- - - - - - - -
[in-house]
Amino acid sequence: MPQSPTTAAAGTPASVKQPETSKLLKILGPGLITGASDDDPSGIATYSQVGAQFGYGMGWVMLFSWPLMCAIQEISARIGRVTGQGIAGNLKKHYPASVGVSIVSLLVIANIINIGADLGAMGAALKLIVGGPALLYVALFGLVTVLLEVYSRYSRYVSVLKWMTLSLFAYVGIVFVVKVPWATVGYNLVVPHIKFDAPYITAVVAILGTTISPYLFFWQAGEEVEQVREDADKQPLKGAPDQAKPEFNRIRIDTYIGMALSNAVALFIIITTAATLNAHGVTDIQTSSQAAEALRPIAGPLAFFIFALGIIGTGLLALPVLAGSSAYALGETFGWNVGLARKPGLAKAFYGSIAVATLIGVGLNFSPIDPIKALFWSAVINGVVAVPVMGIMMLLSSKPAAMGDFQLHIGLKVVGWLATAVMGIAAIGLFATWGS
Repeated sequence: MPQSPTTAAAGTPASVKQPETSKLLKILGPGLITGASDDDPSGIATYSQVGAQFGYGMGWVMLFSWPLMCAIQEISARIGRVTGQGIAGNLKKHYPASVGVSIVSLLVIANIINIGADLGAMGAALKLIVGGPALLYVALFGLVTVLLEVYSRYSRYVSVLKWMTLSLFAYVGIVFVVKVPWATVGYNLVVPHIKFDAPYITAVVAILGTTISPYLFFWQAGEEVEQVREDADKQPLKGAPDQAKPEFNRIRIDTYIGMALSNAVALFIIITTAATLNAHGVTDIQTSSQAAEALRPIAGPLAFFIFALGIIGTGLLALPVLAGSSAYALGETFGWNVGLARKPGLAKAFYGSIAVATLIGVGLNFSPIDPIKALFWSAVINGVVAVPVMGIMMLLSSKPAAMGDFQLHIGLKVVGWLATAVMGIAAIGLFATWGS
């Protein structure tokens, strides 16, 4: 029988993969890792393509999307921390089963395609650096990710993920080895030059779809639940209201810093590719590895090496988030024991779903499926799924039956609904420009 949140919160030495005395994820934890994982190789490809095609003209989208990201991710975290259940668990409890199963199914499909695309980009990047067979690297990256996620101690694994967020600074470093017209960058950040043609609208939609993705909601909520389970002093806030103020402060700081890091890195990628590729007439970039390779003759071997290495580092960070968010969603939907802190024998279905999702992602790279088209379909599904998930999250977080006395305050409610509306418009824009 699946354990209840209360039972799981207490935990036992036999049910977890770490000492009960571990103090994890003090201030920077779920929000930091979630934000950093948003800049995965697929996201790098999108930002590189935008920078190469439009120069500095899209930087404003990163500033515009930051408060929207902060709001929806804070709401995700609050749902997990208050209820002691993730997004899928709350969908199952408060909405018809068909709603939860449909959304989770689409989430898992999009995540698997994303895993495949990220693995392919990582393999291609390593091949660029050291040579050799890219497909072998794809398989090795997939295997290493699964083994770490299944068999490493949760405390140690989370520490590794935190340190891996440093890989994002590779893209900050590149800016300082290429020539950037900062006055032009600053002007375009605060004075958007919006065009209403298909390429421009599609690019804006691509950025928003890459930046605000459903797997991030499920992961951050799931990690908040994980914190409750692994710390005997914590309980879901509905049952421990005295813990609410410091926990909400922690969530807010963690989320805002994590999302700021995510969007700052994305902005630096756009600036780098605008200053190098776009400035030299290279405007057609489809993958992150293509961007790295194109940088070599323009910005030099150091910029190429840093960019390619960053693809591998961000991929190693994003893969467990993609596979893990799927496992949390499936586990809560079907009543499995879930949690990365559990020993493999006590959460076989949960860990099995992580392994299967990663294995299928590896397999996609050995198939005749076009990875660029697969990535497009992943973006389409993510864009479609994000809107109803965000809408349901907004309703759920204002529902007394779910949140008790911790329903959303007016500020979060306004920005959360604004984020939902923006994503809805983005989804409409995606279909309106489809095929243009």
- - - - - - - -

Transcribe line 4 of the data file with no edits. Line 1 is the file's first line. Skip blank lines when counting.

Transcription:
């Protein structure tokens, strides 16, 4: 029988993969890792393509999307921390089963395609650096990710993920080895030059779809639940209201810093590719590895090496988030024991779903499926799924039956609904420009 949140919160030495005395994820934890994982190789490809095609003209989208990201991710975290259940668990409890199963199914499909695309980009990047067979690297990256996620101690694994967020600074470093017209960058950040043609609208939609993705909601909520389970002093806030103020402060700081890091890195990628590729007439970039390779003759071997290495580092960070968010969603939907802190024998279905999702992602790279088209379909599904998930999250977080006395305050409610509306418009824009 699946354990209840209360039972799981207490935990036992036999049910977890770490000492009960571990103090994890003090201030920077779920929000930091979630934000950093948003800049995965697929996201790098999108930002590189935008920078190469439009120069500095899209930087404003990163500033515009930051408060929207902060709001929806804070709401995700609050749902997990208050209820002691993730997004899928709350969908199952408060909405018809068909709603939860449909959304989770689409989430898992999009995540698997994303895993495949990220693995392919990582393999291609390593091949660029050291040579050799890219497909072998794809398989090795997939295997290493699964083994770490299944068999490493949760405390140690989370520490590794935190340190891996440093890989994002590779893209900050590149800016300082290429020539950037900062006055032009600053002007375009605060004075958007919006065009209403298909390429421009599609690019804006691509950025928003890459930046605000459903797997991030499920992961951050799931990690908040994980914190409750692994710390005997914590309980879901509905049952421990005295813990609410410091926990909400922690969530807010963690989320805002994590999302700021995510969007700052994305902005630096756009600036780098605008200053190098776009400035030299290279405007057609489809993958992150293509961007790295194109940088070599323009910005030099150091910029190429840093960019390619960053693809591998961000991929190693994003893969467990993609596979893990799927496992949390499936586990809560079907009543499995879930949690990365559990020993493999006590959460076989949960860990099995992580392994299967990663294995299928590896397999996609050995198939005749076009990875660029697969990535497009992943973006389409993510864009479609994000809107109803965000809408349901907004309703759920204002529902007394779910949140008790911790329903959303007016500020979060306004920005959360604004984020939902923006994503809805983005989804409409995606279909309106489809095929243009």